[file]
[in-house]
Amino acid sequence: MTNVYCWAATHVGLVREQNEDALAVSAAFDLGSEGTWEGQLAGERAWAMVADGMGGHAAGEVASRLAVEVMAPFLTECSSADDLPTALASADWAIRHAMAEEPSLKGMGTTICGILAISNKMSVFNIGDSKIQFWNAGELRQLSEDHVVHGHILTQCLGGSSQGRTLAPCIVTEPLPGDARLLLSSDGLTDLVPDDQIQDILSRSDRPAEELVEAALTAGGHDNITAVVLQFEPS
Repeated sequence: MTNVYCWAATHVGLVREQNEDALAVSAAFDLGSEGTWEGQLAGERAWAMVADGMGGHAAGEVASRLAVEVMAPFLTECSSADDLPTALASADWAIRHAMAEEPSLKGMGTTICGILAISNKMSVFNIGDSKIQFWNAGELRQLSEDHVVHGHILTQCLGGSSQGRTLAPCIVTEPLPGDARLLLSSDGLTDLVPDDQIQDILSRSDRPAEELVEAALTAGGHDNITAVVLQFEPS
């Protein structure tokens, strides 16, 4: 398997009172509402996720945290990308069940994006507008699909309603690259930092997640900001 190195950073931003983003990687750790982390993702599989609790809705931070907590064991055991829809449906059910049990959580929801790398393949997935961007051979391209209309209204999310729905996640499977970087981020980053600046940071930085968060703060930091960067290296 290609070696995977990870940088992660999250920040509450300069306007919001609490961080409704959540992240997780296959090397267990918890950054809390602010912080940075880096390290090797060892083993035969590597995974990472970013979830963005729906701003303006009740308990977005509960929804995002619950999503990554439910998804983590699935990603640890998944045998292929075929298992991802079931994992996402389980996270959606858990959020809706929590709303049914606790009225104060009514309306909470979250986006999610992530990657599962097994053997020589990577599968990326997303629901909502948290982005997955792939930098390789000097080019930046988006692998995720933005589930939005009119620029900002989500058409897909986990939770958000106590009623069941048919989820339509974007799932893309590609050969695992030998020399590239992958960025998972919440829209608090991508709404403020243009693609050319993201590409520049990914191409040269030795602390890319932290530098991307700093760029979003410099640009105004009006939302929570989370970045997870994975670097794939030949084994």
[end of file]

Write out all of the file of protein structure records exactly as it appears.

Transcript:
[in-house]
Amino acid sequence: MTNVYCWAATHVGLVREQNEDALAVSAAFDLGSEGTWEGQLAGERAWAMVADGMGGHAAGEVASRLAVEVMAPFLTECSSADDLPTALASADWAIRHAMAEEPSLKGMGTTICGILAISNKMSVFNIGDSKIQFWNAGELRQLSEDHVVHGHILTQCLGGSSQGRTLAPCIVTEPLPGDARLLLSSDGLTDLVPDDQIQDILSRSDRPAEELVEAALTAGGHDNITAVVLQFEPS
Repeated sequence: MTNVYCWAATHVGLVREQNEDALAVSAAFDLGSEGTWEGQLAGERAWAMVADGMGGHAAGEVASRLAVEVMAPFLTECSSADDLPTALASADWAIRHAMAEEPSLKGMGTTICGILAISNKMSVFNIGDSKIQFWNAGELRQLSEDHVVHGHILTQCLGGSSQGRTLAPCIVTEPLPGDARLLLSSDGLTDLVPDDQIQDILSRSDRPAEELVEAALTAGGHDNITAVVLQFEPS
């Protein structure tokens, strides 16, 4: 398997009172509402996720945290990308069940994006507008699909309603690259930092997640900001 190195950073931003983003990687750790982390993702599989609790809705931070907590064991055991829809449906059910049990959580929801790398393949997935961007051979391209209309209204999310729905996640499977970087981020980053600046940071930085968060703060930091960067290296 290609070696995977990870940088992660999250920040509450300069306007919001609490961080409704959540992240997780296959090397267990918890950054809390602010912080940075880096390290090797060892083993035969590597995974990472970013979830963005729906701003303006009740308990977005509960929804995002619950999503990554439910998804983590699935990603640890998944045998292929075929298992991802079931994992996402389980996270959606858990959020809706929590709303049914606790009225104060009514309306909470979250986006999610992530990657599962097994053997020589990577599968990326997303629901909502948290982005997955792939930098390789000097080019930046988006692998995720933005589930939005009119620029900002989500058409897909986990939770958000106590009623069941048919989820339509974007799932893309590609050969695992030998020399590239992958960025998972919440829209608090991508709404403020243009693609050319993201590409520049990914191409040269030795602390890319932290530098991307700093760029979003410099640009105004009006939302929570989370970045997870994975670097794939030949084994």